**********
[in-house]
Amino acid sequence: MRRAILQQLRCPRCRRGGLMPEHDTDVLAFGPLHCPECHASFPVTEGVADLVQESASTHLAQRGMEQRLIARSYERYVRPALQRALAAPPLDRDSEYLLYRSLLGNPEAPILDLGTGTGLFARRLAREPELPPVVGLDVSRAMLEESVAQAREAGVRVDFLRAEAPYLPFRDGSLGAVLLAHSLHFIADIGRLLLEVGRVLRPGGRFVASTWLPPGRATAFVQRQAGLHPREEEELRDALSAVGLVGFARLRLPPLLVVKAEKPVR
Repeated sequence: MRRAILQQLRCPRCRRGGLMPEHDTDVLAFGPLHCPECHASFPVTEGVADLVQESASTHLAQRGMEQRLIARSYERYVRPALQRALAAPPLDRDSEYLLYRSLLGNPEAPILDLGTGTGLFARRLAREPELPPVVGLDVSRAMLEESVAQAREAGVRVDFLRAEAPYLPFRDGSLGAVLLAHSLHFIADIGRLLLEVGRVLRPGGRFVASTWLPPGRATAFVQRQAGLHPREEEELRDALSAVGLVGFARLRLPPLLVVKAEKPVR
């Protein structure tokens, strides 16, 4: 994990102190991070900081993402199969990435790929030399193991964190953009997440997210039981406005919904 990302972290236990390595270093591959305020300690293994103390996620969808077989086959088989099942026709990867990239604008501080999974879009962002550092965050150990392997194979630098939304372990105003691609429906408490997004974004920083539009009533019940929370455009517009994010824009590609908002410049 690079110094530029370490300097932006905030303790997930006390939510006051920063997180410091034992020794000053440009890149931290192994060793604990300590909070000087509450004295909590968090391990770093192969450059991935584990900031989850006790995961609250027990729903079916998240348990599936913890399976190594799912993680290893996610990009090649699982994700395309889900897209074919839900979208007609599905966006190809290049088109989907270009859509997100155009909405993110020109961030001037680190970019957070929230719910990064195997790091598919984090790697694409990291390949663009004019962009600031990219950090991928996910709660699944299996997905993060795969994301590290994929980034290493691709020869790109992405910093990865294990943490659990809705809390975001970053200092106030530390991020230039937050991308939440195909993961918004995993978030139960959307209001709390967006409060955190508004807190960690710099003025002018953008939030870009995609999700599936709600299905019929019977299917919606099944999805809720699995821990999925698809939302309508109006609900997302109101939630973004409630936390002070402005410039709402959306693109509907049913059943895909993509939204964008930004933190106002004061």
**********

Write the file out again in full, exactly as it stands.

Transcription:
[in-house]
Amino acid sequence: MRRAILQQLRCPRCRRGGLMPEHDTDVLAFGPLHCPECHASFPVTEGVADLVQESASTHLAQRGMEQRLIARSYERYVRPALQRALAAPPLDRDSEYLLYRSLLGNPEAPILDLGTGTGLFARRLAREPELPPVVGLDVSRAMLEESVAQAREAGVRVDFLRAEAPYLPFRDGSLGAVLLAHSLHFIADIGRLLLEVGRVLRPGGRFVASTWLPPGRATAFVQRQAGLHPREEEELRDALSAVGLVGFARLRLPPLLVVKAEKPVR
Repeated sequence: MRRAILQQLRCPRCRRGGLMPEHDTDVLAFGPLHCPECHASFPVTEGVADLVQESASTHLAQRGMEQRLIARSYERYVRPALQRALAAPPLDRDSEYLLYRSLLGNPEAPILDLGTGTGLFARRLAREPELPPVVGLDVSRAMLEESVAQAREAGVRVDFLRAEAPYLPFRDGSLGAVLLAHSLHFIADIGRLLLEVGRVLRPGGRFVASTWLPPGRATAFVQRQAGLHPREEEELRDALSAVGLVGFARLRLPPLLVVKAEKPVR
């Protein structure tokens, strides 16, 4: 994990102190991070900081993402199969990435790929030399193991964190953009997440997210039981406005919904 990302972290236990390595270093591959305020300690293994103390996620969808077989086959088989099942026709990867990239604008501080999974879009962002550092965050150990392997194979630098939304372990105003691609429906408490997004974004920083539009009533019940929370455009517009994010824009590609908002410049 690079110094530029370490300097932006905030303790997930006390939510006051920063997180410091034992020794000053440009890149931290192994060793604990300590909070000087509450004295909590968090391990770093192969450059991935584990900031989850006790995961609250027990729903079916998240348990599936913890399976190594799912993680290893996610990009090649699982994700395309889900897209074919839900979208007609599905966006190809290049088109989907270009859509997100155009909405993110020109961030001037680190970019957070929230719910990064195997790091598919984090790697694409990291390949663009004019962009600031990219950090991928996910709660699944299996997905993060795969994301590290994929980034290493691709020869790109992405910093990865294990943490659990809705809390975001970053200092106030530390991020230039937050991308939440195909993961918004995993978030139960959307209001709390967006409060955190508004807190960690710099003025002018953008939030870009995609999700599936709600299905019929019977299917919606099944999805809720699995821990999925698809939302309508109006609900997302109101939630973004409630936390002070402005410039709402959306693109509907049913059943895909993509939204964008930004933190106002004061």